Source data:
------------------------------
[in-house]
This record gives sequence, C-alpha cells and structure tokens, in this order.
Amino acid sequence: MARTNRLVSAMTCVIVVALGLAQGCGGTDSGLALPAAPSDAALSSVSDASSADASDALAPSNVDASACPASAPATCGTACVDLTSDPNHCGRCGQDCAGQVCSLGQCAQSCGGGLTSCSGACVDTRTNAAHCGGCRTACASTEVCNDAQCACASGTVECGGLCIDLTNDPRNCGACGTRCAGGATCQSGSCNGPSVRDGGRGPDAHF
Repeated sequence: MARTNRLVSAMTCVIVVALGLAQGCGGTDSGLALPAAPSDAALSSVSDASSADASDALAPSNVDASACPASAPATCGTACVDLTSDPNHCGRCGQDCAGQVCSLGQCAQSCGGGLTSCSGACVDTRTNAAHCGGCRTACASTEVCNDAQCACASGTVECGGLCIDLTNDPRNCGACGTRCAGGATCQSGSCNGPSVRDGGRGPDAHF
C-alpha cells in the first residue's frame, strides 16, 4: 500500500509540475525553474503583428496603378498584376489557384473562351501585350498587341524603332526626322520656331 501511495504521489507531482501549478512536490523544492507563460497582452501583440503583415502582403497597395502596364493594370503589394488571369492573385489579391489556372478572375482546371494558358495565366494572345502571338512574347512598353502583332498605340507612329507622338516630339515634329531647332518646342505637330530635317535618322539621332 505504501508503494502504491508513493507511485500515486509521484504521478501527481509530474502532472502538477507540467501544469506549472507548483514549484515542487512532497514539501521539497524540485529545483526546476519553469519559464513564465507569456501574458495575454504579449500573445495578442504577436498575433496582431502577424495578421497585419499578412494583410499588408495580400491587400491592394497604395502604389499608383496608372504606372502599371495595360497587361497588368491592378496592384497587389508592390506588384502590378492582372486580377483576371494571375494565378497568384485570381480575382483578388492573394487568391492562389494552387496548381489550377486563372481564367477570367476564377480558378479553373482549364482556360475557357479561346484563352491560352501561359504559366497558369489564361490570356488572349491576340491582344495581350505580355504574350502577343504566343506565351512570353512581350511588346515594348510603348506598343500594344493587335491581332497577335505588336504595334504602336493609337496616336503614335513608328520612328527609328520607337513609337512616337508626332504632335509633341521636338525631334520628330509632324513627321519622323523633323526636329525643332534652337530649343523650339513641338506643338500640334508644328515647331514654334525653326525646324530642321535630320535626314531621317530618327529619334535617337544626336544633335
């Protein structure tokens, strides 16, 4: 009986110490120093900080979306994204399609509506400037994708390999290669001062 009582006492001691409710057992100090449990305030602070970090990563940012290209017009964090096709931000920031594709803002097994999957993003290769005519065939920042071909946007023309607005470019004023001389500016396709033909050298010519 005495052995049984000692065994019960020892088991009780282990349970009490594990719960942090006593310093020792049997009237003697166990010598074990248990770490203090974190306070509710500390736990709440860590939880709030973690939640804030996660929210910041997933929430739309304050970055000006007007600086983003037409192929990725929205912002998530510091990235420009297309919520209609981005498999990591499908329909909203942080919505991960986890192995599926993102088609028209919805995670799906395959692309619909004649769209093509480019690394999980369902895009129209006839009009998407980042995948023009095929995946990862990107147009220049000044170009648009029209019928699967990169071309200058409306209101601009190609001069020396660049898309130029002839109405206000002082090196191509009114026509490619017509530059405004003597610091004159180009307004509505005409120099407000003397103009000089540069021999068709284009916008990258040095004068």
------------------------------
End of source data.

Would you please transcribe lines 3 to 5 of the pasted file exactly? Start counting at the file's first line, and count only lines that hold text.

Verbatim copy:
Amino acid sequence: MARTNRLVSAMTCVIVVALGLAQGCGGTDSGLALPAAPSDAALSSVSDASSADASDALAPSNVDASACPASAPATCGTACVDLTSDPNHCGRCGQDCAGQVCSLGQCAQSCGGGLTSCSGACVDTRTNAAHCGGCRTACASTEVCNDAQCACASGTVECGGLCIDLTNDPRNCGACGTRCAGGATCQSGSCNGPSVRDGGRGPDAHF
Repeated sequence: MARTNRLVSAMTCVIVVALGLAQGCGGTDSGLALPAAPSDAALSSVSDASSADASDALAPSNVDASACPASAPATCGTACVDLTSDPNHCGRCGQDCAGQVCSLGQCAQSCGGGLTSCSGACVDTRTNAAHCGGCRTACASTEVCNDAQCACASGTVECGGLCIDLTNDPRNCGACGTRCAGGATCQSGSCNGPSVRDGGRGPDAHF
C-alpha cells in the first residue's frame, strides 16, 4: 500500500509540475525553474503583428496603378498584376489557384473562351501585350498587341524603332526626322520656331 501511495504521489507531482501549478512536490523544492507563460497582452501583440503583415502582403497597395502596364493594370503589394488571369492573385489579391489556372478572375482546371494558358495565366494572345502571338512574347512598353502583332498605340507612329507622338516630339515634329531647332518646342505637330530635317535618322539621332 505504501508503494502504491508513493507511485500515486509521484504521478501527481509530474502532472502538477507540467501544469506549472507548483514549484515542487512532497514539501521539497524540485529545483526546476519553469519559464513564465507569456501574458495575454504579449500573445495578442504577436498575433496582431502577424495578421497585419499578412494583410499588408495580400491587400491592394497604395502604389499608383496608372504606372502599371495595360497587361497588368491592378496592384497587389508592390506588384502590378492582372486580377483576371494571375494565378497568384485570381480575382483578388492573394487568391492562389494552387496548381489550377486563372481564367477570367476564377480558378479553373482549364482556360475557357479561346484563352491560352501561359504559366497558369489564361490570356488572349491576340491582344495581350505580355504574350502577343504566343506565351512570353512581350511588346515594348510603348506598343500594344493587335491581332497577335505588336504595334504602336493609337496616336503614335513608328520612328527609328520607337513609337512616337508626332504632335509633341521636338525631334520628330509632324513627321519622323523633323526636329525643332534652337530649343523650339513641338506643338500640334508644328515647331514654334525653326525646324530642321535630320535626314531621317530618327529619334535617337544626336544633335